Marva Collins | The National Endowment for the Humanities

Marva collins

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“All children can learn,” says educator Marva Collins. “For thirty years, we’ve done what other schools declare impossible,” explains Collins, who has trained more than 100,000 teachers, principals, and administrators in the methodology developed and practiced at his West Side High School in Chicago. “I don’t make excuses, I take responsibility. If children fail, it’s about me, not them. I tell my students, if they think excellence is difficult, they don’t want to try failure. “

Collins says the key element is instilling self-esteem and convincing children that they were born to succeed. “Values ​​can be replicated, excellence can be replicated, but it has to start with the idea that it’s all about me, not the other person, and to be proud of my work. Many parents are busy giving everything to their children except a sense of self-esteem and self-worth.”

Each morning, students begin with a recitation known as the creed: twenty-two verses that emphasize positive thinking, responsibility, and achievement as individual choices. “We greet two hundred children every day, each telling us her plan for the day,” says Collins. “They come to lunch and bring a topic that they are going to discuss. Man is the only species born to be intellectual, but today’s children cannot discuss ideas. With my own children, at every dinner they were going to bring a topic to the table.”

His own childhood in Atmore, Alabama, where segregation meant limited resources for black schools and no access to the public library, seems an unlikely training ground for an educator. For Collins, his father made all the difference. he placed a high value on education, self-reliance, and achievement, and he expected his children to succeed. “we were expected to be excellent,” she says, “we had no choice”.

after graduating from clark college in atlanta with a major in secretarial skills, collins returned to alabama where he taught school for two years. Moving to Chicago in 1959, Collins began working as a substitute teacher, eventually spending fourteen years teaching in the city’s public school system. Disenchanted with the education her children received in private schools and her experiences in public schools, Collins opened West Side High School in her downtown Chicago home in 1975.

Collins’ student body was made up of children labeled as troubled or learning disabled, but by the end of the first year all of the children had exceeded their expectations. Her consistent success with students has earned her national recognition, awards, honorary degrees, and a made-for-TV movie about her life starring Cicely Tyson. President Reagan asked her to be Secretary of Education, but she refused and stayed on the West Side. Collins continued to spread her methodology in public schools in Oklahoma, Illinois, and Wisconsin.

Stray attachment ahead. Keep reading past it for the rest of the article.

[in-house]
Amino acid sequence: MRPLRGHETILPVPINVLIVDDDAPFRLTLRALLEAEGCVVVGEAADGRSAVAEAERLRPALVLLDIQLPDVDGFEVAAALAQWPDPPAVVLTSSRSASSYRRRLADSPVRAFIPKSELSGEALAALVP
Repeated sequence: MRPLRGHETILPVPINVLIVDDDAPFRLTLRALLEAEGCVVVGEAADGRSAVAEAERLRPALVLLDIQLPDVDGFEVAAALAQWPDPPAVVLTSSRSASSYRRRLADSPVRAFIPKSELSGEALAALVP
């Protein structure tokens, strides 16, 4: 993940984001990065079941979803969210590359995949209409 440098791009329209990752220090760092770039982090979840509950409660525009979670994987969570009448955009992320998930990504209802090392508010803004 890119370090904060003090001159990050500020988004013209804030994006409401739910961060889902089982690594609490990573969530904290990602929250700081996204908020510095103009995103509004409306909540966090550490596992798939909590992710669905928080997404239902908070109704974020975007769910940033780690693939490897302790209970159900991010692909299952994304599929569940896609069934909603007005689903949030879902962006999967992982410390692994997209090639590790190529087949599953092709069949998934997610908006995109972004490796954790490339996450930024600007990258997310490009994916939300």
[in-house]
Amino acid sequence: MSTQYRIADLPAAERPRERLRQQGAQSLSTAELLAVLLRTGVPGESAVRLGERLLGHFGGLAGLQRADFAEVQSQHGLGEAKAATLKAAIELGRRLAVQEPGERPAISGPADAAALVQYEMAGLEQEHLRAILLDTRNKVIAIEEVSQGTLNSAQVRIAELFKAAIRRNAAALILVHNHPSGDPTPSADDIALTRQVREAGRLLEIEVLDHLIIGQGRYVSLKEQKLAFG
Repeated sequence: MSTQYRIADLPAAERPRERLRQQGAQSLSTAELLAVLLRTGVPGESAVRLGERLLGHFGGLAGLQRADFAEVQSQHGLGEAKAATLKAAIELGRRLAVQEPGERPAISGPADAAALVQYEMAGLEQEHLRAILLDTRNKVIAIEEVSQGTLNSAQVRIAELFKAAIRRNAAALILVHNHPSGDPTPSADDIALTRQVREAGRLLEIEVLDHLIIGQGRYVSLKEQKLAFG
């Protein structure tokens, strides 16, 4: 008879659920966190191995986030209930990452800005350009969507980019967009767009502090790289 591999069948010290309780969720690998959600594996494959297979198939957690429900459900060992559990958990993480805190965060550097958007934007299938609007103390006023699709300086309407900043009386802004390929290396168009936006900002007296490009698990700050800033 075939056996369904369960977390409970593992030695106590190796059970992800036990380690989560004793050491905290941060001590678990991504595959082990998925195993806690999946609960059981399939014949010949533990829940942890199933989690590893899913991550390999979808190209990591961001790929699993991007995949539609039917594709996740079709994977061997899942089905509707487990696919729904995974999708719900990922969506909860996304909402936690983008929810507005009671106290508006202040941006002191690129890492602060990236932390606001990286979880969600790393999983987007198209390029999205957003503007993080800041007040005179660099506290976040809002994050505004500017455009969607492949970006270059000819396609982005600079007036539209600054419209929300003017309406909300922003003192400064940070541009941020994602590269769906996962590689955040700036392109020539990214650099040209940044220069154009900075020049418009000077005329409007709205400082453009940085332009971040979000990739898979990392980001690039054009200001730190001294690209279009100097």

Today, the West Side High School staff includes her daughter Cynthia, who was five when the school started and is now the principal, and her son Patrick, who teaches teacher training seminars across the country. No longer involved in the day-to-day running of the school, Collins spends her time lecturing and writing books on her methodology.

Collins believes that retraining teachers and changing paradigms is essential to creating a more positive climate in the classroom. her first question to teachers in seminars is “what’s wrong with children and parents?”, to which she receives a litany of responses. his next question is, “what’s wrong with you as a teacher?”

the collins methodology advocates a core curriculum that emphasizes phonics, reading, english, mathematics, and the classics. The students’ reading list includes Sophocles, Homer, Plato, Chaucer, and Tolstoy, something Collins doesn’t find extraordinary. “It’s all about expectations,” she says.

“I read at least twelve or thirteen books a week because I’m passionate about excellence,” says collins. “I’ll start a nine-hundred-page book and won’t stop until it’s done. When students finish their work at our school, they’ll never say ‘I’m done.'” ‘ will take another book off their desk and continue reading.”

all of the students at westside prep go to college, she says. “There are no dropouts, no substitute teachers, and when teachers are absent, students learn on their own. We are an anomaly in a world of negatives. Our children are self-motivated, self-generating, self-propelled.

“Telling me that I ‘can’t’ is very annoying,” says collins. “When you believe in what you do and are passionate about what you do, it’s easy. It’s like climbing a beautiful mountain; it’s hard to get there, but it’s beautiful once you’re there.”

by janis johnson

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